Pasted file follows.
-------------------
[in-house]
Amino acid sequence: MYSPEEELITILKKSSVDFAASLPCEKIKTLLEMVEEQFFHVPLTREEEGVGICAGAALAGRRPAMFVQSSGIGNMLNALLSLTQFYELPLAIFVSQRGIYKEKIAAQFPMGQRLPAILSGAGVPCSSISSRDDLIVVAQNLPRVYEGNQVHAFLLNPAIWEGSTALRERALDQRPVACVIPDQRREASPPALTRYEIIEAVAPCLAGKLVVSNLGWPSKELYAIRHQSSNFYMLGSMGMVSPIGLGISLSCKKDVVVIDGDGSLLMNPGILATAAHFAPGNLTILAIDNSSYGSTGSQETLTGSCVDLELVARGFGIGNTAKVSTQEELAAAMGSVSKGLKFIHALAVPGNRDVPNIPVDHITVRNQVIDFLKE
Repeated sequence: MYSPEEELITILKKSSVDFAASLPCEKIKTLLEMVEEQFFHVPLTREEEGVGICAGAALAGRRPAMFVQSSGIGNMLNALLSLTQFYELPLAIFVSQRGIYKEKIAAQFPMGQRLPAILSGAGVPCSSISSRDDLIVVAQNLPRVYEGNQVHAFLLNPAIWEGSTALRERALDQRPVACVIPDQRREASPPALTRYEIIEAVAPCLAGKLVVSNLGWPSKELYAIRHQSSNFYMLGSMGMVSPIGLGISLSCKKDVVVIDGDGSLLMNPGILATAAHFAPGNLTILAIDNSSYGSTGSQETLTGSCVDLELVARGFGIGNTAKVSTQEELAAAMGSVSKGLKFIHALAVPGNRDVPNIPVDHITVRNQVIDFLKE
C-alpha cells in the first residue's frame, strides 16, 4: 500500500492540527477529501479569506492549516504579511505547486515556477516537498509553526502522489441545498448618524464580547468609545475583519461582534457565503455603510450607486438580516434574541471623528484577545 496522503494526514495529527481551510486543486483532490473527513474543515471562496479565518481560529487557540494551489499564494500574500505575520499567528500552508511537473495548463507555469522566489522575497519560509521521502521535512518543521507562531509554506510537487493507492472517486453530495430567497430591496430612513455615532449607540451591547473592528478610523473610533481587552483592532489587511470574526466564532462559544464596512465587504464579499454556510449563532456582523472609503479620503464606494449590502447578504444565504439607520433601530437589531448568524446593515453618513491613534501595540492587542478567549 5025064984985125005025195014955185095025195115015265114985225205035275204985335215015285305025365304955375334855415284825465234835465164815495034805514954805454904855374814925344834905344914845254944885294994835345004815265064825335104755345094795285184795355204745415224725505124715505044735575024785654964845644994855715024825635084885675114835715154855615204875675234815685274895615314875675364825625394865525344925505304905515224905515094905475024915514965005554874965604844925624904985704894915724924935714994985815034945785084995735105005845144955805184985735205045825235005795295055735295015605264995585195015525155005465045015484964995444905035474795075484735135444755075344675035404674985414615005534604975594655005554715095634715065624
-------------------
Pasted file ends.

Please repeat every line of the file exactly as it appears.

[in-house]
Amino acid sequence: MYSPEEELITILKKSSVDFAASLPCEKIKTLLEMVEEQFFHVPLTREEEGVGICAGAALAGRRPAMFVQSSGIGNMLNALLSLTQFYELPLAIFVSQRGIYKEKIAAQFPMGQRLPAILSGAGVPCSSISSRDDLIVVAQNLPRVYEGNQVHAFLLNPAIWEGSTALRERALDQRPVACVIPDQRREASPPALTRYEIIEAVAPCLAGKLVVSNLGWPSKELYAIRHQSSNFYMLGSMGMVSPIGLGISLSCKKDVVVIDGDGSLLMNPGILATAAHFAPGNLTILAIDNSSYGSTGSQETLTGSCVDLELVARGFGIGNTAKVSTQEELAAAMGSVSKGLKFIHALAVPGNRDVPNIPVDHITVRNQVIDFLKE
Repeated sequence: MYSPEEELITILKKSSVDFAASLPCEKIKTLLEMVEEQFFHVPLTREEEGVGICAGAALAGRRPAMFVQSSGIGNMLNALLSLTQFYELPLAIFVSQRGIYKEKIAAQFPMGQRLPAILSGAGVPCSSISSRDDLIVVAQNLPRVYEGNQVHAFLLNPAIWEGSTALRERALDQRPVACVIPDQRREASPPALTRYEIIEAVAPCLAGKLVVSNLGWPSKELYAIRHQSSNFYMLGSMGMVSPIGLGISLSCKKDVVVIDGDGSLLMNPGILATAAHFAPGNLTILAIDNSSYGSTGSQETLTGSCVDLELVARGFGIGNTAKVSTQEELAAAMGSVSKGLKFIHALAVPGNRDVPNIPVDHITVRNQVIDFLKE
C-alpha cells in the first residue's frame, strides 16, 4: 500500500492540527477529501479569506492549516504579511505547486515556477516537498509553526502522489441545498448618524464580547468609545475583519461582534457565503455603510450607486438580516434574541471623528484577545 496522503494526514495529527481551510486543486483532490473527513474543515471562496479565518481560529487557540494551489499564494500574500505575520499567528500552508511537473495548463507555469522566489522575497519560509521521502521535512518543521507562531509554506510537487493507492472517486453530495430567497430591496430612513455615532449607540451591547473592528478610523473610533481587552483592532489587511470574526466564532462559544464596512465587504464579499454556510449563532456582523472609503479620503464606494449590502447578504444565504439607520433601530437589531448568524446593515453618513491613534501595540492587542478567549 5025064984985125005025195014955185095025195115015265114985225205035275204985335215015285305025365304955375334855415284825465234835465164815495034805514954805454904855374814925344834905344914845254944885294994835345004815265064825335104755345094795285184795355204745415224725505124715505044735575024785654964845644994855715024825635084885675114835715154855615204875675234815685274895615314875675364825625394865525344925505304905515224905515094905475024915514965005554874965604844925624904985704894915724924935714994985815034945785084995735105005845144955805184985735205045825235005795295055735295015605264995585195015525155005465045015484964995444905035474795075484735135444755075344675035404674985414615005534604975594655005554715095634715065624